Whether or not he said it, Stalin's quote has entered into folklore. For a vote to mean anything, those counting the ballots must have a greater respect for the integrity of democracy than they have lust for power.
Since Stalin's time, the technology has changed. With electronic voting machines, which leave no paper trail and are programmed with proprietary software, the count can be decided before the vote. Those who control the electronics can simply program voting machines to elect the candidate they want to win. Electronic voting is not transparent. When you vote electronically, you do not know for whom you are voting. Only the machine knows.
According to most polls, the race for the White House is too-close-to-call. History has shown that when an election is close and there's no expectation for a clear winner, these are the easiest ones to steal. Even more important, the divergence between exit polls, perhaps indicating the real winner, and the stolen result, if not overdone, can be very small. Those who stole the election can easily put on TV enough experts to explain that the divergence between the exit polls and the vote count is not statistically significant or is because women or racial minorities or members of one party were disproportionately questioned in exit polls.
There have been recent reports that, because of costs, exit polls in the 2012 presidential election will no longer be conducted on the usual comprehensive basis in order to save money. If the reports are correct, no check remains on election theft.
In a fascinating article in Harper's Magazine (October 26, 2012) Victoria Collier notes that in the old technology, election theft depended on the power of machine politicians, such as Louisiana Senator Huey Long, to prevent exposure.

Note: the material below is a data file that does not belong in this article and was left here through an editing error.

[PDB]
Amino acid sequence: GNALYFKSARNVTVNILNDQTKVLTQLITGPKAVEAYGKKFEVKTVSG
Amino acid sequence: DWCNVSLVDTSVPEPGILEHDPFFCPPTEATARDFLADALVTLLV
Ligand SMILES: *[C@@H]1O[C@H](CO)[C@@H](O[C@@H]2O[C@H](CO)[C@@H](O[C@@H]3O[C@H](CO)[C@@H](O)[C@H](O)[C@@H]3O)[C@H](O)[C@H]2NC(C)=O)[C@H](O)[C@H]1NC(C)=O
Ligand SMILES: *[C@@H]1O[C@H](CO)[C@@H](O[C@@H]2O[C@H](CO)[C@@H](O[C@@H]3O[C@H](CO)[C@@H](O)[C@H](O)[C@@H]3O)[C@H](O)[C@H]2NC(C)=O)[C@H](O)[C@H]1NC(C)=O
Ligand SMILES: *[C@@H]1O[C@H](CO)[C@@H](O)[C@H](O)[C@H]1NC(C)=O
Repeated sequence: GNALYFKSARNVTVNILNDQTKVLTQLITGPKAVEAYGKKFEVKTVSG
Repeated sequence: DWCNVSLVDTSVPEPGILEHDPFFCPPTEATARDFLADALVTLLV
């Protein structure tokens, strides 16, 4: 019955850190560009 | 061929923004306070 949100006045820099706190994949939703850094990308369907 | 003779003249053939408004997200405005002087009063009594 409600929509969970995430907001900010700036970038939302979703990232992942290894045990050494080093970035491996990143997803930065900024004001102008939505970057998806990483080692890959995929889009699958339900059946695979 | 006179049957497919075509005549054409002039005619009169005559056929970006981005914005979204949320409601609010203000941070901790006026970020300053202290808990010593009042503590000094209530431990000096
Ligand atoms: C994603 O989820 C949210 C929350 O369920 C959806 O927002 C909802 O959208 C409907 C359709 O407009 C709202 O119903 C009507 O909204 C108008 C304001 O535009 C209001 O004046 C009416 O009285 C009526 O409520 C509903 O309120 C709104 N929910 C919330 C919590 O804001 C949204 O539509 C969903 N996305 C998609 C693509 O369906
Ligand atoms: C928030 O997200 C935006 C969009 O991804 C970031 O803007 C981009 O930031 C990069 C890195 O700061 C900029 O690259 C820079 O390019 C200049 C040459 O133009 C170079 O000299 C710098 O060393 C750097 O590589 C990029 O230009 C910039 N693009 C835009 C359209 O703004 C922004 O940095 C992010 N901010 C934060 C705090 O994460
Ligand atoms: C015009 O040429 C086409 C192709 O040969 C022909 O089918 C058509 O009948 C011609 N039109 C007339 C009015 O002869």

With the advent of modern technology, Collier writes that "a brave new world of election rigging emerged." The brave new world of election theft was created by "the mass adoption of computerized voting technology and the outsourcing of our elections to a handful of corporations that operate in the shadows, with little oversight or accountability. This privatization of our elections has occurred without public knowledge or consent, leading to one of the most dangerous and least understood crisis in the history of American democracy. We have actually lost the ability to verify election results."
The old ballot-box fraud was localized and limited in its reach. Electronic voting allows elections to be rigged on a statewide and national scale. Moreover, with electronic voting there are no missing ballot boxes to recover from the Louisiana bayous. Using proprietary corporate software, the vote count is what the software specifies.
The first two presidential elections in the 21st century are infamous. George W. Bush's win over Al Gore was decided by the Republicans on the US Supreme Court who stopped the Florida vote recount.
In 2004, George W. Bush won the vote count although exit polls indicated that he had been defeated by John Kerry. Collier reports: